This section is from the book "Elements Of The Theory And Practice Of Cookery", by Mary E. Williams. Also available from Amazon: Elements Of The Theory And Practice Of Cookery; A Textbook Of Domestic Science For Use In Schools.
But of course, dirty eggs must be washed, and any egg may be wiped with a clean damp cloth just before being broken. Eggs spoil because of bacterial growth in them. Even new-laid eggs contain some bacteria. Eggs keep losing water by evaporation through the shells. Air enters to take its place, and with the air bacteria. (Explain why a stale egg often rattles, and why a very stale one may float.) Clean eggs kept cool remain for a week or more practically as good as when laid. But gradually they develop an unpleasant taste and odor, and the yolk clouds the white. Eggs not quite fresh enough to taste good cooked by themselves are all right for other uses. No housekeeper will use really bad eggs, but unless the government prevents their sale, we are in danger of eating such eggs in cakes and other foods made by unscrupulous bakers and manufacturers.
As hens lay best in spring and early summer, it is necessary to preserve some eggs for winter use. One way of doing this is to seal the pores of the shells against bacteria. The best covering is a solution of water-glass. This method can be used at home.
The second method is cold storage, used by dealers. Eggs do not freeze at 32° F., and at this temperature, although some changes take place, they remain fit for use for several months.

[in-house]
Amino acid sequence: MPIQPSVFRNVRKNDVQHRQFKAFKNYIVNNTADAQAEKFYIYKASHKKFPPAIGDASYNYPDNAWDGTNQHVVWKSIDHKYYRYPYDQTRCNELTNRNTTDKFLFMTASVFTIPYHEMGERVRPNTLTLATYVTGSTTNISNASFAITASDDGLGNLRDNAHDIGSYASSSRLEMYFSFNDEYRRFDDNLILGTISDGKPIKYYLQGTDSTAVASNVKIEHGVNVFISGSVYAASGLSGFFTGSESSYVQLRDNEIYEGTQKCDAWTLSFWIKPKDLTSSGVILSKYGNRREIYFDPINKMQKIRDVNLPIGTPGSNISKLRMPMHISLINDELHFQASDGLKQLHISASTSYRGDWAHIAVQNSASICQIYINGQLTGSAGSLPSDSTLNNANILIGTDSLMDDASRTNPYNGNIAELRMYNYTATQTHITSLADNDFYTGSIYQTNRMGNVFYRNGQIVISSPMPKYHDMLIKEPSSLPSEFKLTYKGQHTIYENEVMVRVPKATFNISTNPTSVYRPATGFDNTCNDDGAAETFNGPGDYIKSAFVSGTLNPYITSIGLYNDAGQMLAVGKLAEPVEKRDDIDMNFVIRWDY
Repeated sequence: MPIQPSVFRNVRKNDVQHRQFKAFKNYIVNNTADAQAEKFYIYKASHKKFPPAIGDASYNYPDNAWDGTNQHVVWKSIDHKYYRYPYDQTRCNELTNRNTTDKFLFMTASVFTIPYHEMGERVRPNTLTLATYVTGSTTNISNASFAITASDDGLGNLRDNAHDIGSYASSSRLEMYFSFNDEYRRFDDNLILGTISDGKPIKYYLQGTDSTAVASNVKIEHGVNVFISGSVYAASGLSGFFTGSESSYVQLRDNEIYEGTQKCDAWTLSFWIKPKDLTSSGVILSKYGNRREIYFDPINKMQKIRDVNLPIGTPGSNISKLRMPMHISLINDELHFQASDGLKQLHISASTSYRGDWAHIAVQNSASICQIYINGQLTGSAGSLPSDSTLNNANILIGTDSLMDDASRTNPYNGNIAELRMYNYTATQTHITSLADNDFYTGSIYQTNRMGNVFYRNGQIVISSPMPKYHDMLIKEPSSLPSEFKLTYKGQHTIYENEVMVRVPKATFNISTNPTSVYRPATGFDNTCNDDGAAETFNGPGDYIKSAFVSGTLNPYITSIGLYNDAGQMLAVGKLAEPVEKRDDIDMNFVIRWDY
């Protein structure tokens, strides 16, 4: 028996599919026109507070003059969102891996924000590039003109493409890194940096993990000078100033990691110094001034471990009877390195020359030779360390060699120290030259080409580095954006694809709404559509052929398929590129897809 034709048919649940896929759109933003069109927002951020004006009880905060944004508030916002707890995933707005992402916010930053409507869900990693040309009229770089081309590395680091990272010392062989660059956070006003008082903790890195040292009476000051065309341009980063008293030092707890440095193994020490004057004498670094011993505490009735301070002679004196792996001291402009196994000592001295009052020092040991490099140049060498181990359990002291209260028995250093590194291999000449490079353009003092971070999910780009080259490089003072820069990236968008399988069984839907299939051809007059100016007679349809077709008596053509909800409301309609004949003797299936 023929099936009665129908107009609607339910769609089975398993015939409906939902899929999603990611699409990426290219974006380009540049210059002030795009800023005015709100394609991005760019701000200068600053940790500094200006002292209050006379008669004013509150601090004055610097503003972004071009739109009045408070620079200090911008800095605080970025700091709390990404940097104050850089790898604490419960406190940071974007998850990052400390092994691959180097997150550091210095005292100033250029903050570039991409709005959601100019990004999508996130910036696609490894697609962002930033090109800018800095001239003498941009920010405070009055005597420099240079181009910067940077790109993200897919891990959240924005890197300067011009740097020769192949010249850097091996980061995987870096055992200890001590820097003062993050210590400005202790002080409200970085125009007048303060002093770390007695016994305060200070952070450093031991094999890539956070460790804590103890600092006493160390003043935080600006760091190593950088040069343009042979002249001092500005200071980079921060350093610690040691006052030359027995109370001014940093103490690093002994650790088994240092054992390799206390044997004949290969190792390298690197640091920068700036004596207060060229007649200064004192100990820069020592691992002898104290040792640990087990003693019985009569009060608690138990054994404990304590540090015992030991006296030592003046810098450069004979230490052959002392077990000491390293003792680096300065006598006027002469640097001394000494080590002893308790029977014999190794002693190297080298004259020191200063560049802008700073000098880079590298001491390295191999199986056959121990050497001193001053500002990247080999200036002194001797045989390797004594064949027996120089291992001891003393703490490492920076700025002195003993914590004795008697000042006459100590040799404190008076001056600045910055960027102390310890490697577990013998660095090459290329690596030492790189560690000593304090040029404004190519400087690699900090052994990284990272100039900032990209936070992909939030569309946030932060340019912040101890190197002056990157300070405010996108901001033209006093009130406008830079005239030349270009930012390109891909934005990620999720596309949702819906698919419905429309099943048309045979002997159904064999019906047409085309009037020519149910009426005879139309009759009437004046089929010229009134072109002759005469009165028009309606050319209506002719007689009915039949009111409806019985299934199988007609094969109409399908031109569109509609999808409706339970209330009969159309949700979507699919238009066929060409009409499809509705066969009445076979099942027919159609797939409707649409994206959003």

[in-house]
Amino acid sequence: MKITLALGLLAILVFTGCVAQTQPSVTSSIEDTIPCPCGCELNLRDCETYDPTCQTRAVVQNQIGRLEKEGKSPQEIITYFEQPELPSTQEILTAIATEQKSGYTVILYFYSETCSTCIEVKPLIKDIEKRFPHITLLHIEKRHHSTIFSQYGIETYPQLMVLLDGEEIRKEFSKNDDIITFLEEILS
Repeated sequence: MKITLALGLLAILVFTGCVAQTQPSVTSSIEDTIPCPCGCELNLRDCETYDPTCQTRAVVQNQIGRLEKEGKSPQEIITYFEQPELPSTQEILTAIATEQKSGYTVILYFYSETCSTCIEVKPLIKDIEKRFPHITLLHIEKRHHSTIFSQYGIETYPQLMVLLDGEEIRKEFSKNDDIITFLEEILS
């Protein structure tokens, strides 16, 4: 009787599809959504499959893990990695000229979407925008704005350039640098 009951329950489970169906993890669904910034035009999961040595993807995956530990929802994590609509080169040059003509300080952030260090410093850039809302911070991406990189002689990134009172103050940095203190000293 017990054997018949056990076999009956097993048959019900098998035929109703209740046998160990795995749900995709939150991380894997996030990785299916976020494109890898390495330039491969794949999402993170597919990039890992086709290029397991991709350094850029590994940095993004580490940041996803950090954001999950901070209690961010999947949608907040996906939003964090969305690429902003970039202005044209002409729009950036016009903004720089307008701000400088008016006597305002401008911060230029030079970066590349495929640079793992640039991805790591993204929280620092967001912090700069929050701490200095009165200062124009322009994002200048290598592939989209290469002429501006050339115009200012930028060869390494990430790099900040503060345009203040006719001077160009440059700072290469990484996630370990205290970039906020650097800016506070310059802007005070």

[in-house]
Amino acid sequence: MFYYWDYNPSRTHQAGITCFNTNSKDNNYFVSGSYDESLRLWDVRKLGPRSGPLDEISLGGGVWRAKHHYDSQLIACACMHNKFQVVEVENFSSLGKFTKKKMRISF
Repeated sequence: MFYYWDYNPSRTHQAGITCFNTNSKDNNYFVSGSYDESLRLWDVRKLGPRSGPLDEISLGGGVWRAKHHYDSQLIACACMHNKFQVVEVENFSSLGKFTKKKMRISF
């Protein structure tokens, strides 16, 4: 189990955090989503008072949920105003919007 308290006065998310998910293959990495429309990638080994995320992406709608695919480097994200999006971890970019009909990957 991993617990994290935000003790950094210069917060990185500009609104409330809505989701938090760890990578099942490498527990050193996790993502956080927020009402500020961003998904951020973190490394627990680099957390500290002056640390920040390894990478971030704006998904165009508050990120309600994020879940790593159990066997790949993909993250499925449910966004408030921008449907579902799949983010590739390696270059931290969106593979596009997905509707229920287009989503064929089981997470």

Cook one egg (a) in boiling water for three minutes; another (6) in boiling water for ten minutes; put a third (c) into boiling water enough to cover it (about one pint in a small saucepan), remove the saucepan from the fire, and let it stand covered on the table from six to ten minutes. Break the eggs and compare their contents. In which is the white hard and the yolk unchanged? In which is the white hard and the yolk sticky or partly dry? In which is the white a tender jelly and the yolk thick?
An egg put into boiling water and removed from the heat is, at the end of about ten minutes, evenly cooked through, the temperature of the water falling during this time to about 168° F. The temperature of the egg averages about 185° F.
Put a little white-of-egg in a test-tube; hold the test-tube and chemical thermometer in a vessel of water. Heat the water gradually. How does the white-of-egg look at 150° F.? at 180° ? Stir with glass rod or a stick to show degree of solidity. Note appearance and degree of solidity at 212°. Keep the water boiling for several minutes; then take out some of the white-of-egg and examine it.